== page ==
Electronic Health Records

Integration & Interoperability News

Why EHR Interoperability is Vital for Accountable Care

By Vera Gruessner

A major goal of the healthcare industry making headway since the HITECH Act was passed in 2009 is that of care coordination. In order to effectively transition patients between different healthcare settings and coordinate care among multiple medical facilities and specialties, EHR interoperability and health information exchange needs to be flawless.

EHRIntelligence.com spoke with Jean McGill, Clinical Services Coordinator of the American Baptist Homes of the West, to get a better perspective on how cloud-based systems and EHR interoperability affect care coordination. McGill mentioned the benefits of storing patient medical records via the cloud and the importance of EHR interoperability for care coordination.

“We’ve been using the cloud-based solutions for more than 10 years now. As a matter of fact, it’s almost exactly 10 years since we implemented our first EHR,” McGill mentioned. “I’m going to tell you what the disadvantages of a cloud-based solution are, but I’m also going to tell you that it’s been a very minor problem in this decade of use. This disadvantage is maintaining Internet connection. We’ve had situations where from the user-end, we’ve cut through lines or disrupted our local service. There’s always the possibility of interruption from the cloud-based provider as well. That’s happened maybe three times in 10 years.”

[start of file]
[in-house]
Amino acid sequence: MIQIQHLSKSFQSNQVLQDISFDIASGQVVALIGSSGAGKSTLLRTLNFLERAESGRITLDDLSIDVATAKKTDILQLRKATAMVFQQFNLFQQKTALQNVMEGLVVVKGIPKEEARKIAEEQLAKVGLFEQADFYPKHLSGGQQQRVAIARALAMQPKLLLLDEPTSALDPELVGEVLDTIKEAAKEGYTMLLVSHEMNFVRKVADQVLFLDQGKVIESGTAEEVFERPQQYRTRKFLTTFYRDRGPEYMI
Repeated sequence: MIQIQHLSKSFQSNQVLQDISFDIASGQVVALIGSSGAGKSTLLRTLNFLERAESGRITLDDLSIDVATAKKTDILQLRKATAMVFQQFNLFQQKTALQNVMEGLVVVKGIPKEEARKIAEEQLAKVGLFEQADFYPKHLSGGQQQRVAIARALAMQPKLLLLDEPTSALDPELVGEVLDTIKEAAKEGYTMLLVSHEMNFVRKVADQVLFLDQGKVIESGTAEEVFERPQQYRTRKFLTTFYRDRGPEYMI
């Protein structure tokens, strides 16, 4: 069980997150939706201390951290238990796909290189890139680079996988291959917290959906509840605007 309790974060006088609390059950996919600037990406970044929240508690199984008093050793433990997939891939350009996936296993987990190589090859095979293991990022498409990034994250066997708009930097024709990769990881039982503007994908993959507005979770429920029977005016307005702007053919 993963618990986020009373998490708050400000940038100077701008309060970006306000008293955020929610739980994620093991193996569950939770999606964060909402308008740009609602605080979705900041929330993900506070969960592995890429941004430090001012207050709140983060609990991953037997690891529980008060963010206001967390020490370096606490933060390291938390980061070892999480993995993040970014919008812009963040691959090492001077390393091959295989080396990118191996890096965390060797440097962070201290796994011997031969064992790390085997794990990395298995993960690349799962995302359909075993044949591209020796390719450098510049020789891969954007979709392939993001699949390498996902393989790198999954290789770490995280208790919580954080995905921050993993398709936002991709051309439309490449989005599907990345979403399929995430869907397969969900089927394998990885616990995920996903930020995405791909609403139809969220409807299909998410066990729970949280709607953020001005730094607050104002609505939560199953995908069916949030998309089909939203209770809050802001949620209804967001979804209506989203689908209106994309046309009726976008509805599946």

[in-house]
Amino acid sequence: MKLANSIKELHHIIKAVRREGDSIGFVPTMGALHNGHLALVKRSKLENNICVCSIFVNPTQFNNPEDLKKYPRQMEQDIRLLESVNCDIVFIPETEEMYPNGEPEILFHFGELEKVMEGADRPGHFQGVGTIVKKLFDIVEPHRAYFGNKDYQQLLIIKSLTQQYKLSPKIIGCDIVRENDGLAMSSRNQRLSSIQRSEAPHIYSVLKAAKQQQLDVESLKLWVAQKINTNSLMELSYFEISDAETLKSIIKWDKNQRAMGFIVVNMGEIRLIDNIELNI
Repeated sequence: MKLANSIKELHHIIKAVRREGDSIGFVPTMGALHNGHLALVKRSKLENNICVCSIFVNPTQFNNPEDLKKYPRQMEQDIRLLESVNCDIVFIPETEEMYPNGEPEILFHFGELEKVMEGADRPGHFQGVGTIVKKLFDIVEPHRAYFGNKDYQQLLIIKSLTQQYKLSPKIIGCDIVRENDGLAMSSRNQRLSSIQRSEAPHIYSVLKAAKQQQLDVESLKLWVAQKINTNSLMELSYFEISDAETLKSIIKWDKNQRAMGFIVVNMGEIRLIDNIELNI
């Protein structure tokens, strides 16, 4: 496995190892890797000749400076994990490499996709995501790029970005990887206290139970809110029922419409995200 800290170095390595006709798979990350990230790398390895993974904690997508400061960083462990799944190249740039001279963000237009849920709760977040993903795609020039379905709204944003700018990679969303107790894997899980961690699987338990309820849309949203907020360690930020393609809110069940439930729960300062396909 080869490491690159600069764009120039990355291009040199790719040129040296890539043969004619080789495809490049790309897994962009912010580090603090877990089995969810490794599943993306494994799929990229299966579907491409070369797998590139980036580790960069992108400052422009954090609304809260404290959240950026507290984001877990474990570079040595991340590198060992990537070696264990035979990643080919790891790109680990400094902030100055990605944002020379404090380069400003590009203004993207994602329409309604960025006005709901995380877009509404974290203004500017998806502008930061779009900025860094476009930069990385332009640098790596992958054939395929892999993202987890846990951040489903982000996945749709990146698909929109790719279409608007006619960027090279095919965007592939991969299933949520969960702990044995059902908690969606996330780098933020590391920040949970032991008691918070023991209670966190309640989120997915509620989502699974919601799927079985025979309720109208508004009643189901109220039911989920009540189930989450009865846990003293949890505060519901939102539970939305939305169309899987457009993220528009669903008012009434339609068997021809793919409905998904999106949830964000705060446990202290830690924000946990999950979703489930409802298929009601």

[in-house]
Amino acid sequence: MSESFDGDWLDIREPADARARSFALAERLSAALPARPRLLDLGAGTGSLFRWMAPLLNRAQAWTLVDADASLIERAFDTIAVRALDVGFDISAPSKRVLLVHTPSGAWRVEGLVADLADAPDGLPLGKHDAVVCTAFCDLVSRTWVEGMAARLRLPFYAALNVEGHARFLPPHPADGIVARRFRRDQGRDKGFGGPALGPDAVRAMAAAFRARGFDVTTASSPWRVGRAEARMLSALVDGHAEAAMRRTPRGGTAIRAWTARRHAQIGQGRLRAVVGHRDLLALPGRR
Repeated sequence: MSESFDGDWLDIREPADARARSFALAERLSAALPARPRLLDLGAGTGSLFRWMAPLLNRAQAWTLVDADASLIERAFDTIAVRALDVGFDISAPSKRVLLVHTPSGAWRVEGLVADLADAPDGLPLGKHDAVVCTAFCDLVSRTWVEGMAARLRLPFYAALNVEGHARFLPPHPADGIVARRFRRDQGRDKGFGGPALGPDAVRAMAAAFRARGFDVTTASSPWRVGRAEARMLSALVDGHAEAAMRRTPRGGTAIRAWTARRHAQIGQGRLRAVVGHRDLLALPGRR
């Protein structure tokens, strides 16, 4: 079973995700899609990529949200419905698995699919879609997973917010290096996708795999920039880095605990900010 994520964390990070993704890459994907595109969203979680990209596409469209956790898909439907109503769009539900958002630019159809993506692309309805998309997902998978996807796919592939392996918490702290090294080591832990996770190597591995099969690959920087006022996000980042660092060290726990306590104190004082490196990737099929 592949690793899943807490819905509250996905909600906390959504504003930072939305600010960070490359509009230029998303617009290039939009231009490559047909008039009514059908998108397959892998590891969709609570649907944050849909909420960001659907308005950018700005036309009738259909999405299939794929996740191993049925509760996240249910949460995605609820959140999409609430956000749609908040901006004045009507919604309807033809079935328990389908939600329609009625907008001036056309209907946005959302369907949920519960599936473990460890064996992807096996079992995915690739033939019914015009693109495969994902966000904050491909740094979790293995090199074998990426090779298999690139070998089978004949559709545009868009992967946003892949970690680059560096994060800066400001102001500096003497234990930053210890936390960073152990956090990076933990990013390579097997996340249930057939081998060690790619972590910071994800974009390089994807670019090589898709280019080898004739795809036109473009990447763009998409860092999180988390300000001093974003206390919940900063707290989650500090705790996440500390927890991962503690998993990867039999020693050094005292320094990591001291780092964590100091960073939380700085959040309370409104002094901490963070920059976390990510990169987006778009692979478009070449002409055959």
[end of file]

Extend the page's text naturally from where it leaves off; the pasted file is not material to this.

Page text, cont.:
“We have backup systems that support us during that time. These are still cumbersome but they are effective. It’s hard to go from an EHR and go to the backup, which involves printing records for use during the outage,” she continued. “So that’s the biggest disadvantage, but overall it has worked very well. I never felt that our information was less than secure or less secure having it in a cloud than if it were hard-lined to our home office.”

When asked what strategies healthcare providers should incorporate in order to improve EHR interoperability and care coordination, McGill answered, “Interoperability is very, very important and its becoming increasingly so on a daily basis. Our ability to share information among ourselves as an organization is paramount and we do that well. As we take on partners, ACOs (accountable care organizations) are becoming more prevalent in our industry.”

“ACOs need access to information as well because they are accountable to the resident on a very different basis than they were when we received someone from the hospital, treated them and released them to their home,” she continued. “Now the care manager of an ACO has to have access to information that in the past they did not need. As we move into a more transparent health industry across all levels of care, it’s going to become more important that we share our information efficiently, effectively, and safely. Interoperability is the way we accomplish that.”

“More partnerships and more sharing-bridges are going to be in demand over the next several years,” she concluded. “It takes a huge effort from the development team to be able to assure that health information exchange platforms all work correctly. Having a cloud-based operation is so much more important to me than it was initially when all I wanted was to be able to pull my clinical chart. It takes a much larger effort to maintain interoperability and to make sure that it’s secure, effective, and efficient.”

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